Things People with Hearing Loss Wish You Knew

Things People with Hearing Loss Wish You Knew

In Communication, Hearing Health, Hearing Loss, News by Paula Castanon

Paula Castanon

Hearing loss is an invisible condition and is one of the top three public health concerns in the nation. According to the Center for Disease Control (CDC), around 15% of adult Americans have reported issues with their hearing and close to 30 million would gain from wearing hearing aids.

Unfortunately, hearing health is not at the forefront enough when we picture our overall health and fitness. The average American is not well informed about the prevalence of hearing loss due to negative perceptions of an invisible condition, public awareness and lack of access to current research, trends, and technologies.

By 2050, the world will have an estimated 900 million people with hearing impairment.

Take note of the following so that the next time you are engaging with a person that is suffering from hearing loss you can help to sustain a mutually respectful conversation. Here are five things people with hearing loss wish you knew.

1. Hearing devices

Unlike glasses, hearing aids are not known to become part of a person’s style repertoire. They are built to be inconspicuous and aid with hearing. Implements that assist hearing often amplify sound, but the wearer still bears the burden of deciphering which sounds are pertinent to their situation.

For example, in a loud restaurant, we are instinctually able to filter out background noise not relevant to our conversation. For those fitted with hearing aids, a concentrated effort is required for them to continually recognize and differentiate between the newly occurring sounds.

It is hard work for the hearing impaired to continually filter specific sounds that are relevant to the interaction between them and those around them.

2. Stress

People with hearing loss are constantly exerting themselves to participate in a conversation while we chat away without much care. They have to lean in, situate themselves physically for maximum hearing acquisition and focus on all physical clues to help them navigate social and or professional situations.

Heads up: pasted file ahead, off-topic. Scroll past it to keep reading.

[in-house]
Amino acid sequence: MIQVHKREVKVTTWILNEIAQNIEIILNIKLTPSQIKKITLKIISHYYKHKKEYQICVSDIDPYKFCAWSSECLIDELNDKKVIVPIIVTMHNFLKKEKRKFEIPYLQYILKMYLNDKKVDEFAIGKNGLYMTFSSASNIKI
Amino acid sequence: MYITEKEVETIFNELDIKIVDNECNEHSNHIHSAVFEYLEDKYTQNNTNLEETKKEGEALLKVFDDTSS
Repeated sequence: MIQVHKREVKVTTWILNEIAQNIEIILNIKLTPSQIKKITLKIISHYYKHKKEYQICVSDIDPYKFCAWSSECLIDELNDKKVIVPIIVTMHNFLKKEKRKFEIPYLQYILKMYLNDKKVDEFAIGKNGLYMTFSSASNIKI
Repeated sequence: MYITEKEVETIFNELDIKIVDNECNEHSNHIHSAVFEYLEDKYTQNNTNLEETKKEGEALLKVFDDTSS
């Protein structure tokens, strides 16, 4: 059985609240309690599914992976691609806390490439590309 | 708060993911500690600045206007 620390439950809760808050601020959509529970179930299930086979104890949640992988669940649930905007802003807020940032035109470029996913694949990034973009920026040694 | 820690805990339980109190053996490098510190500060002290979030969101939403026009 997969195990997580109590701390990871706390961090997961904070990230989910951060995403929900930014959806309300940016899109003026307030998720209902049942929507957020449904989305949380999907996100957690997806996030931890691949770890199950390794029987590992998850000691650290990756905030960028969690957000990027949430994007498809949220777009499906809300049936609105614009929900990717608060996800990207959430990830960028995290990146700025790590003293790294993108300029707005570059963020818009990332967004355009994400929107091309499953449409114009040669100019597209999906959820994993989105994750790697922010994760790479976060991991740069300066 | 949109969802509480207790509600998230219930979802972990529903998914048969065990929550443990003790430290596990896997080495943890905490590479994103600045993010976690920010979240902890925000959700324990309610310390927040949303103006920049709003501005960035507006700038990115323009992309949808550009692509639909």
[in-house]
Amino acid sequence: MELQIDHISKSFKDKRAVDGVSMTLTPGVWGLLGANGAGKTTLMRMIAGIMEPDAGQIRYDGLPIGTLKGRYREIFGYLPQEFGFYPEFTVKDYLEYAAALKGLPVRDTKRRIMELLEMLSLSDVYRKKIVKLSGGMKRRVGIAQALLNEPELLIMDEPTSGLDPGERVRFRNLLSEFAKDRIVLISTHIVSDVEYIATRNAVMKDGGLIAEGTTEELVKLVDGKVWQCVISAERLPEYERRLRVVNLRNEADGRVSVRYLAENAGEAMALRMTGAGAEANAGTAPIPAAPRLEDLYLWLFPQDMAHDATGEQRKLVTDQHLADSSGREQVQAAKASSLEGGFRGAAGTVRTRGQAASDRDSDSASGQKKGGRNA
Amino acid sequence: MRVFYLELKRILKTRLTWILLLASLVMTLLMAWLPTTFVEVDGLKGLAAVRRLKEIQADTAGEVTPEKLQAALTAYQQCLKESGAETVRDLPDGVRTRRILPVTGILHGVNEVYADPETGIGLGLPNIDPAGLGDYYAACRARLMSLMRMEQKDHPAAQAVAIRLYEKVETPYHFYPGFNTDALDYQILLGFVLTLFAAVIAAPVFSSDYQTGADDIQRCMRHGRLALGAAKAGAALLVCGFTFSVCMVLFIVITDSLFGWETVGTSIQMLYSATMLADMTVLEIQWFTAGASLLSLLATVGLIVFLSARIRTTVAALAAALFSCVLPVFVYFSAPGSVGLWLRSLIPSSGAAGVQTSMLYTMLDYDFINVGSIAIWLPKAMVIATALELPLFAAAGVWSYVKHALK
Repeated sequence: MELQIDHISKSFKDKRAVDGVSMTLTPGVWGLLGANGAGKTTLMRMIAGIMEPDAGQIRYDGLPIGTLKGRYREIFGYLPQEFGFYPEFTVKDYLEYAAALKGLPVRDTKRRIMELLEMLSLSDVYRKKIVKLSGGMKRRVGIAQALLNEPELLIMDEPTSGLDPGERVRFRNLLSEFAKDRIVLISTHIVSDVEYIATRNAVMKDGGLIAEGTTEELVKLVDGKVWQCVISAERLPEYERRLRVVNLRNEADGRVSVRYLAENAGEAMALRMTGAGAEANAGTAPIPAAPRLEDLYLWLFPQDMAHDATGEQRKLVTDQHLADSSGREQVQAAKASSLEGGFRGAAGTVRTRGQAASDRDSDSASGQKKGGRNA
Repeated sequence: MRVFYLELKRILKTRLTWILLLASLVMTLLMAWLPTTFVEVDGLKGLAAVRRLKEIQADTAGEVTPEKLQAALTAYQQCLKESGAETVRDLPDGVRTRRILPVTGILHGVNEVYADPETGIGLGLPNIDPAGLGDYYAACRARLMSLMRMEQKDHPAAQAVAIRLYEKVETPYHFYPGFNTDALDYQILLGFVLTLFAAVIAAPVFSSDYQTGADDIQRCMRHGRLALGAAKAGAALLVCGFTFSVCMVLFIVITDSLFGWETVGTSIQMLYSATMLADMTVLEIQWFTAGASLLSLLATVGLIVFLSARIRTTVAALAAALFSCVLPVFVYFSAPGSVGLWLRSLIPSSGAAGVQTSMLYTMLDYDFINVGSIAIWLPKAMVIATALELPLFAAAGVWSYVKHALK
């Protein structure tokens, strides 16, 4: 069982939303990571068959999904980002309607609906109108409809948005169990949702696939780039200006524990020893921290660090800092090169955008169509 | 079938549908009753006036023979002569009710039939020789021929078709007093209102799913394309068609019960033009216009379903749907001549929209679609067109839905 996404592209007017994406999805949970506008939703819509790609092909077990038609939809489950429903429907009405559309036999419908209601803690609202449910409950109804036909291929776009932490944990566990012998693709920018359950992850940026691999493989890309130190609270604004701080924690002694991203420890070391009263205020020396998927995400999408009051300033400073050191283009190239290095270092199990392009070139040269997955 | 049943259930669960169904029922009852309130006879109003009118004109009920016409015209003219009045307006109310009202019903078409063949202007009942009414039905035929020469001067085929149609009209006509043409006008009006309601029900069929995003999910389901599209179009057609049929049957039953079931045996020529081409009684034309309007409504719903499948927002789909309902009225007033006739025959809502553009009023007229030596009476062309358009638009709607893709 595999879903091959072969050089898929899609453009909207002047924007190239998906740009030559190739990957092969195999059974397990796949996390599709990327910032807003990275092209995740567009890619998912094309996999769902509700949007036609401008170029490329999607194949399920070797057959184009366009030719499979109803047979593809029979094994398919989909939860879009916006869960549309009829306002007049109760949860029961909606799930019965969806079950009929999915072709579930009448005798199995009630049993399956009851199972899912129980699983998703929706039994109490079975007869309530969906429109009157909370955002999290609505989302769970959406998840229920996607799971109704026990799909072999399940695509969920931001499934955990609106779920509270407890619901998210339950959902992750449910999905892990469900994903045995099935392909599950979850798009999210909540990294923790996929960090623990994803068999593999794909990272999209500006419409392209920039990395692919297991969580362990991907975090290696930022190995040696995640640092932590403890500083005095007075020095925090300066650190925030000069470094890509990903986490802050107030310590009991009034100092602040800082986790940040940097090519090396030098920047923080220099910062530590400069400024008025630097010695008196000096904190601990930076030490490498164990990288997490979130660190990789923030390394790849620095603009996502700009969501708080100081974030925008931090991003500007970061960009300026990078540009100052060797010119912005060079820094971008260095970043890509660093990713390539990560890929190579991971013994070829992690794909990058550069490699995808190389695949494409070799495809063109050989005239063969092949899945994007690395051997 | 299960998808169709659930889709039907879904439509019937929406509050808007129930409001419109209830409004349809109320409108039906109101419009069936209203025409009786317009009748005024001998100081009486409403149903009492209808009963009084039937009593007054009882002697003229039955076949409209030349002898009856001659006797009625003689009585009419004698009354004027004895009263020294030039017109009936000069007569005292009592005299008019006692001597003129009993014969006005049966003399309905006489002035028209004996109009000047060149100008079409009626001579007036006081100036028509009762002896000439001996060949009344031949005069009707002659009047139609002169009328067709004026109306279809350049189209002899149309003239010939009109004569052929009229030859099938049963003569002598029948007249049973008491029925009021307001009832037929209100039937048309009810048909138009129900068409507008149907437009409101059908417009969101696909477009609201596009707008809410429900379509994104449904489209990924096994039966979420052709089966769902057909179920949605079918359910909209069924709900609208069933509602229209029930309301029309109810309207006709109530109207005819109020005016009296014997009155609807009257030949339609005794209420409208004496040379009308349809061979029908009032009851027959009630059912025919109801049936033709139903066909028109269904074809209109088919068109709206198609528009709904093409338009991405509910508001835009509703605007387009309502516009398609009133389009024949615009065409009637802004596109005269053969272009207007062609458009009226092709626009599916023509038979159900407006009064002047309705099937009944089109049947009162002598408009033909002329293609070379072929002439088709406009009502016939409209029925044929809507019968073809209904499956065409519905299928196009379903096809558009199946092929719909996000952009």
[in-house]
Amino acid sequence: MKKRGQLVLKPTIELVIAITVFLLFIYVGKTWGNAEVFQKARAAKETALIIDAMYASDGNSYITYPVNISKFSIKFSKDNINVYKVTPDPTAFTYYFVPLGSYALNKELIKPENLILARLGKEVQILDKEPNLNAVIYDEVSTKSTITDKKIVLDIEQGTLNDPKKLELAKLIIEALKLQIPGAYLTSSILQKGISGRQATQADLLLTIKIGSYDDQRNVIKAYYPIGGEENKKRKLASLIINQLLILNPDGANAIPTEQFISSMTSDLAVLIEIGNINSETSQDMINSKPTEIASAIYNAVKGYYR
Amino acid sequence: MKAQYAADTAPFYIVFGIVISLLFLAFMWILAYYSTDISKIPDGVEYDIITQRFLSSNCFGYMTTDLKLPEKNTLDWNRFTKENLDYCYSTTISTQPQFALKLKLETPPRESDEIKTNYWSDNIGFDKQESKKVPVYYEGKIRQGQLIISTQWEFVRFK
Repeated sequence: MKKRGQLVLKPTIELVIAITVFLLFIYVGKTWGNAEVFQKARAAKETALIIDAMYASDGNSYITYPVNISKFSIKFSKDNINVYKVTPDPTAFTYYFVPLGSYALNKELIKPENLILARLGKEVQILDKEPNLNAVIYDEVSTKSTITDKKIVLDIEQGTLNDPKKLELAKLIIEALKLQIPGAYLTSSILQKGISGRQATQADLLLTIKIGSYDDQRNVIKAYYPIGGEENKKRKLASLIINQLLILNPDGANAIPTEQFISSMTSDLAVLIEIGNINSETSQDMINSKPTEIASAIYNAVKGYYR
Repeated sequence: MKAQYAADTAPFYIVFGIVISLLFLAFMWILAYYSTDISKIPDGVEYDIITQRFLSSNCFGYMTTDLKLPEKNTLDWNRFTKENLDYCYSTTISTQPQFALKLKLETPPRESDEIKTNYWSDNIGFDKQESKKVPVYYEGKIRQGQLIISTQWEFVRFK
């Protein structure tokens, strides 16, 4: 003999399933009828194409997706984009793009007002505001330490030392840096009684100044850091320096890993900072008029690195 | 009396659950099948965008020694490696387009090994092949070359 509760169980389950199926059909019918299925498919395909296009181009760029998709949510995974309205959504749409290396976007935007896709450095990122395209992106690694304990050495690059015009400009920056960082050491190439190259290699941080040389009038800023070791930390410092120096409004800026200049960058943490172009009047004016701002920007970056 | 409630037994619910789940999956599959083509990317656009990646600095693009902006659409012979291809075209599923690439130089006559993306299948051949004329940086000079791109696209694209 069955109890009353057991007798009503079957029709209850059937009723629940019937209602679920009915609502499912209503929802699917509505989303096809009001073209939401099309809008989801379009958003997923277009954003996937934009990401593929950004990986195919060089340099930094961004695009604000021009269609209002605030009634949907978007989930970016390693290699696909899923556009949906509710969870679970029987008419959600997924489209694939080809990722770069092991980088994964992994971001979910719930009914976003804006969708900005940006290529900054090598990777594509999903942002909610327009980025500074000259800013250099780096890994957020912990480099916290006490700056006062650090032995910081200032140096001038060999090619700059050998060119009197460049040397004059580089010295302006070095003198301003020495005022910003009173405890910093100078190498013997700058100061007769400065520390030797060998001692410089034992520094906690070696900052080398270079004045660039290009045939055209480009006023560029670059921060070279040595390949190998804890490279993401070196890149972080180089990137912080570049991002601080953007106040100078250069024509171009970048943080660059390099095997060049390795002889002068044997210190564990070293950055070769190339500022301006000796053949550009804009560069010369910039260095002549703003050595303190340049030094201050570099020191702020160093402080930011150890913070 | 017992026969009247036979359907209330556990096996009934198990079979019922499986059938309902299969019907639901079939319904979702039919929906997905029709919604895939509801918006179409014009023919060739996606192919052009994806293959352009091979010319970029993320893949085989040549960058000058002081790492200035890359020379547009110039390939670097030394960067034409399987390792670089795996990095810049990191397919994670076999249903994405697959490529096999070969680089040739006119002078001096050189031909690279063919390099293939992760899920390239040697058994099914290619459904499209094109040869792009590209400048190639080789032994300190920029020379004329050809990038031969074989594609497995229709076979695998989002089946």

Sounds that we easily interpret into the flow of a conversation are not the same for those that are hearing impaired. They could be receiving distorted sounds or muffled speech and reconstructing them with great effort. It is exhausting and can be very discouraging. When you are in conversation with a person with hearing loss, take care to speak with clarity.

3. Intelligence

Make sure you keep in mind that if a person is not responding to you right away or is missing the point that you don’t rush to judge their intelligence. It is not for lack of trying but in fact an inability to process sound well or receiving distorted sound. If responses are mistimed or misinterpreted slow down your pace of speech, give the person a longer response time.

If there is a miscommunication try repetition and speaking concisely. Your patience is key.  People suffering from hearing loss are not being rude or dumb, but actually pulling on all their resources and doing their best to keep up!

4. Do not patronize

When you are in a conversation with someone that has a hearing loss, try to you avoid speaking for them. It might take them a while longer to respond or get caught up with the conversation but they can and will. Once again, patience is the key. If you are speaking and your point is not coming across, do not dismiss the person if they ask you to repeat yourself. It’s important to them that they understand what you are saying. Being dismissive can also be hurtful and counterproductive to people struggling to maintain communication. Keep your pity at bay. They are not looking for that either.

5. Encourage and support

There are many ways to sustain a conversation with people that struggle with hearing loss. It really helps if you get their attention first before you start speaking to them. Stay in front of them so that they can read your body language and make lip reading easier much easier! Do repeat yourself when asked and if that is not effective try rephrasing what you say. “I’m going to a weight training and fitness program” can be changed to “I’m working out at the gym!”. Some words are harder to decipher than others so mix it up a bit!

It really can benefit everyone around us if we kept some of these key pieces of information in mind so that a mutually beneficial conversation and communication exchange can be enjoyed by everyone.

All Ear Doctors
Are you struggling with communication? Have you noticed a loved one is having a difficult time following conversation? It could be due to hearing loss. There’s no reason to be out of the loop with the sounds of your life. Contact us at All Ear Doctors today to schedule an appointment for a hearing test!